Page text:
• The workspace is used exclusively for the purpose of earning income from employment and used on a regular and continuous basis for meeting clients, customers or patients of the individual in the course of employment.
The first condition relies on the workspace being used as the employee’s “principal” place of carrying out employment duties.  The Canada Revenue Agency has stated that it will accept that an employee principally works in the workspace if the employee spends at least 50% of their time carrying out employment duties in the space. It is important to note that there is no clear guidance, as of yet, as to whether the measure of time is applied on an annual basis or over a defined period.

If either of the above conditions are met, an employee is required to have an executed Form T2200 – Declarations of Conditions of Employment for every year they deduct home office expenses.

The home office expenses that can be deducted are operating type costs such as heating, electricity, and water, as well as rent and maintenance costs.  Additionally, if the employee is a commissioned salesperson, property taxes and home insurance are deductible.  Deductible expenses do not include renovations or fixed asset purchases such as office furniture.

The home office expenses must be prorated based on the workspace area relative to the size of the home or rental space.  The remaining portion of the costs are considered personal and are specifically excluded from the deduction.

Typically, the portion of the expenses that relate to the workspace is calculated by dividing the square footage of the workspace by the total square footage of the home.  However, if the first condition above is used to qualify for the home office expense deduction, the calculation to arrive at the deductible amount of home office expenses must take into account the amount of time spent in the work space carrying out employment duties.  Therefore, if 70% of the employment duties are carried out in the home office, then 70% of the pro rated workspace costs are deductible.

For 2020, many employers will be requested to provide Form T2200 – Declaration of Conditions of Employment.  This will put a time burden on employers as they will be required to prepare each form individually for each employee  In addition, the vague time frame associated with the first condition mentioned above creates uncertainty and a decision will have to be made as employees will be asking for the form.  It is up to the employer to decide if the form will be provided.

In light of these and other questions, CPA Canada, at the time of writing of this article, is in consultation with the Canada Revenue Agency in an effort to assist employers and employees with the requirements associated with home office expenses to ensure streamlined compliance.

Written by Stephen Lanni, CPA, CA from Segal LLP. This document was written for our quarterly bulletin, Canadian Overview, published by Canadian member-firms of Moore North America.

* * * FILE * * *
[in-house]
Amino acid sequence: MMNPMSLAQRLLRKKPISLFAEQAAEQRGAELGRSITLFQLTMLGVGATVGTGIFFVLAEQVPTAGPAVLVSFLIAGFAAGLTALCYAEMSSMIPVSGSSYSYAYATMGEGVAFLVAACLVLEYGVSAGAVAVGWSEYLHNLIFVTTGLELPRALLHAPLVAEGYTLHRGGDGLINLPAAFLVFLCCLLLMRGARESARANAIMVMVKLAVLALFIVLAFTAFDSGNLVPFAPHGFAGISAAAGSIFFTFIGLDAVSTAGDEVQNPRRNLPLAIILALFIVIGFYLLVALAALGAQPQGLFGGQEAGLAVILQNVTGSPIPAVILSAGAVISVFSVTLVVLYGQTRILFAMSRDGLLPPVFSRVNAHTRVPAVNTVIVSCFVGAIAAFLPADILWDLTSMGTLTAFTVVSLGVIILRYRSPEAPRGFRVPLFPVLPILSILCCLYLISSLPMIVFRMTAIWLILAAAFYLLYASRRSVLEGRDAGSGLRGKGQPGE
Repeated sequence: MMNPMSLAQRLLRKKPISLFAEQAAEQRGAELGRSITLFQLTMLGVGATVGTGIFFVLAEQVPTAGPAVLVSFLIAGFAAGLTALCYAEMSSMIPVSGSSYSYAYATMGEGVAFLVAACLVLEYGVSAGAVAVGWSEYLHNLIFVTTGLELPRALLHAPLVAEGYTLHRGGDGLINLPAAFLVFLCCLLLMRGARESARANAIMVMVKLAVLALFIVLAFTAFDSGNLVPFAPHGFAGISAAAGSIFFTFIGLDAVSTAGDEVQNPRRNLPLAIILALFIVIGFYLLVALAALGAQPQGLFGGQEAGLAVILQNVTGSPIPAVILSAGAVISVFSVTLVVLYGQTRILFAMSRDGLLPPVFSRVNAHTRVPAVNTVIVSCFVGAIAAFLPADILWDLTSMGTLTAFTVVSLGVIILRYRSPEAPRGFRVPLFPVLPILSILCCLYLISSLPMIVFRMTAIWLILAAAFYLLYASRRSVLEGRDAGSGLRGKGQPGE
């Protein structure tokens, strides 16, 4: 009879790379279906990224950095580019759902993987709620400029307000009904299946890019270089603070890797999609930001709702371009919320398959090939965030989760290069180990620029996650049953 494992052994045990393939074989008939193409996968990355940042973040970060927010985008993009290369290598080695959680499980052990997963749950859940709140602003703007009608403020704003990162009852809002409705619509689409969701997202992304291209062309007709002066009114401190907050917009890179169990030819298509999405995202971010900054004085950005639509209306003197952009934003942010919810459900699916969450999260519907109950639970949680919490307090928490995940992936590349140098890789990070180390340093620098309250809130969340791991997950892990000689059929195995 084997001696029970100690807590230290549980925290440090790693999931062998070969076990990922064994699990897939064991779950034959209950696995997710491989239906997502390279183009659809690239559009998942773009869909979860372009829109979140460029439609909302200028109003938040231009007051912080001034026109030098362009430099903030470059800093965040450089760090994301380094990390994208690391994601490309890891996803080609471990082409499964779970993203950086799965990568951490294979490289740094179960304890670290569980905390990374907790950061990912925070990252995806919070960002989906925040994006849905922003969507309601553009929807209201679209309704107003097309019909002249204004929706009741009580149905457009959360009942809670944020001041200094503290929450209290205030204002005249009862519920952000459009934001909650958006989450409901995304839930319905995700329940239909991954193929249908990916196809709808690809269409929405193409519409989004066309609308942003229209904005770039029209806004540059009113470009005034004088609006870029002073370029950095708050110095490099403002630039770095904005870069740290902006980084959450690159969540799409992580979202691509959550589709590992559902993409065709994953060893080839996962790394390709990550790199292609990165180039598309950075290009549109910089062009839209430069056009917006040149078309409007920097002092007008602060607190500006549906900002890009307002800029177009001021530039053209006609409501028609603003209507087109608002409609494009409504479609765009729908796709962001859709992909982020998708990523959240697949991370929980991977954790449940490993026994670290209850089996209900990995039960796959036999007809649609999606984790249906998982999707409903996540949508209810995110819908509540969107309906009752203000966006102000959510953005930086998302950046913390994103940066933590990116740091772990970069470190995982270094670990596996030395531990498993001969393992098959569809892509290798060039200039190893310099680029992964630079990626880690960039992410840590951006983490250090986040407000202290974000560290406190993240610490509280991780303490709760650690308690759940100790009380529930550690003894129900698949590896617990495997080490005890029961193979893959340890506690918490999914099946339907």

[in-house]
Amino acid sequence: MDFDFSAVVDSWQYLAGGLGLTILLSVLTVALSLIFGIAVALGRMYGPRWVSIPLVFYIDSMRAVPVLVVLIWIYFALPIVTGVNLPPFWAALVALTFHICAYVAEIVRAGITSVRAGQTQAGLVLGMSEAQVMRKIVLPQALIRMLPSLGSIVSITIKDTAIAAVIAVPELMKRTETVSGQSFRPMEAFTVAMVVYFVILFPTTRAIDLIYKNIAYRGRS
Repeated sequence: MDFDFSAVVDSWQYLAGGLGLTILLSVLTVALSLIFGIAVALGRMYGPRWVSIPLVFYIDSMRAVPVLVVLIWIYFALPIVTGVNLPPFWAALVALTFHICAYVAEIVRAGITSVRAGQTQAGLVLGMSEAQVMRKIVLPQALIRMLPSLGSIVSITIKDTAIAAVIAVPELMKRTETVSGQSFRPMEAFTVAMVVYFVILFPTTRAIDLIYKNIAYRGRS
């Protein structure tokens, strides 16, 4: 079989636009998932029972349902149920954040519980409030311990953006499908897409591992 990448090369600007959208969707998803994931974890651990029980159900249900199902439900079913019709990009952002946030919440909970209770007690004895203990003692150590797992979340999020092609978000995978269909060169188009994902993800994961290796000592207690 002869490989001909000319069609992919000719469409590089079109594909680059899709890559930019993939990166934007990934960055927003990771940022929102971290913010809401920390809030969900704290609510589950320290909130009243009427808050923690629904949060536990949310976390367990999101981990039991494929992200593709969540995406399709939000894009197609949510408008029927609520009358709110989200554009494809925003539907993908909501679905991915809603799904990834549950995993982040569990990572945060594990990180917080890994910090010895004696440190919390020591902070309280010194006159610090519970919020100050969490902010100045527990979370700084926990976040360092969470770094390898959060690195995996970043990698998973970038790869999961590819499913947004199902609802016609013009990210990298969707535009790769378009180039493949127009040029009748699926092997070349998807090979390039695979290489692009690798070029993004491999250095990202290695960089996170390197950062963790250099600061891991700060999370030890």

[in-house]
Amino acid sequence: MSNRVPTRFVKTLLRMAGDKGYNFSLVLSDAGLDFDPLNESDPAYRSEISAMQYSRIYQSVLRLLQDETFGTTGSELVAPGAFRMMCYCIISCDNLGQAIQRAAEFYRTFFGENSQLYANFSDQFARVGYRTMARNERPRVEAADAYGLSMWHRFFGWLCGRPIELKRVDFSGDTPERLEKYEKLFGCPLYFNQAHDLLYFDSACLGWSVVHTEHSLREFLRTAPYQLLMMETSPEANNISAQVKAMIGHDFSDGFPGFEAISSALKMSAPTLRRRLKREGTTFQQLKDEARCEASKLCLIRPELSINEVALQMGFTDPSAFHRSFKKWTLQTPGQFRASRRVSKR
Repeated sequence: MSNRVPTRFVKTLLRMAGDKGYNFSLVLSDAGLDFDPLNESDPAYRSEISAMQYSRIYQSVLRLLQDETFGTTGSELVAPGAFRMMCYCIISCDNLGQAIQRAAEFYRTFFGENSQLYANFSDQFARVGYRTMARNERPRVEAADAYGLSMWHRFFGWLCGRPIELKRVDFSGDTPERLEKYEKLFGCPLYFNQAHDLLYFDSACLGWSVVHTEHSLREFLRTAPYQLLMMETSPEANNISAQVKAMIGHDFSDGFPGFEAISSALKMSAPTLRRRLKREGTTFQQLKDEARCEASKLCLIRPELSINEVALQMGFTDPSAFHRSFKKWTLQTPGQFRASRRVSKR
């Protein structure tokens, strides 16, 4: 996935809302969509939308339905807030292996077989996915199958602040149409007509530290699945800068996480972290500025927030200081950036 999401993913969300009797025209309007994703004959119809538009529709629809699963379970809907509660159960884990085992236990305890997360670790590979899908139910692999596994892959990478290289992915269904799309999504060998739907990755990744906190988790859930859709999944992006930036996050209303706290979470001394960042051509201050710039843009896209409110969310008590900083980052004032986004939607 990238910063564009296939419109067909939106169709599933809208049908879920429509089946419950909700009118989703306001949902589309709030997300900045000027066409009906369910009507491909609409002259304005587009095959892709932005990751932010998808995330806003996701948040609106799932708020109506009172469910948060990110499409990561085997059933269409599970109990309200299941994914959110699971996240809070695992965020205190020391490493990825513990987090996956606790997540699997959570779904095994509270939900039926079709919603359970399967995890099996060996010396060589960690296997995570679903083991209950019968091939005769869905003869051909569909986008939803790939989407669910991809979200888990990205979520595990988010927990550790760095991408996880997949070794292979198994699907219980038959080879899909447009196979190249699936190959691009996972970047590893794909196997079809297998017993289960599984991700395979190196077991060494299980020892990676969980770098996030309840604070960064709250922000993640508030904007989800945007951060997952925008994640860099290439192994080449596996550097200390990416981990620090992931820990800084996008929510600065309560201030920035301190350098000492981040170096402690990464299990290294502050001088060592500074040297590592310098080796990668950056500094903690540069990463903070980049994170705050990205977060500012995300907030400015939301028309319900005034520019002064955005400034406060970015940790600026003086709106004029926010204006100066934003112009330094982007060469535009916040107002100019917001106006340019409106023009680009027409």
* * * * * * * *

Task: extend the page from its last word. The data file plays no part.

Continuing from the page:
Personal Real Estate Corporations (“PRECs”)

Are you in the real estate industry who is interested in reducing your current taxes? Have you considered using the profit from your business for other investment purposes? If so, incorporation may be right for you.

As of October 2020, Ontario real estate agents are allowed to operate their business through personal real estate corporations (“PRECs”). PRECs permit agents to access the advantages of incorporation, including:
  • Tax deferral on income
  • Possible access to lifetime capital gains exemption on the sale of shares
  • Income splitting with family members

Tax Deferral and Income Splitting

The main benefit of incorporation is the opportunity for tax deferral. Active business income earned by a PREC is subject to a tax rate of 12.2%on the first $500,000 of active business income earned in Ontario.  For income earned above $500,000, the corporate tax rate is 26.5%.  These rates compare favourably to the top personal tax rate of  53.5% when income exceeds $220,000. An agent does not need to pay personal tax until funds are withdrawn from the corporation. Tax deferral is achieved by retaining income in the corporation.  For those real estate agents that require all of their income for living expenses, the corporation would not allow for this deferral benefit.

A PREC can pay income to the agent and his or her family members as a salary or dividend. Tax savings are achieved when there is income splitting among family members at a lower tax rate. In recent years, the government had imposed limitations on income splitting, thus income allocated to family members may have adverse tax consequences. Generally, the family member receiving a salary or dividend must be actively involved in the business of the PREC. In addition, dividends can be paid from the PREC to the spouse or common-law partner of the agent when the agent is 65 years of age or older.  The age of the spouse is not relevant.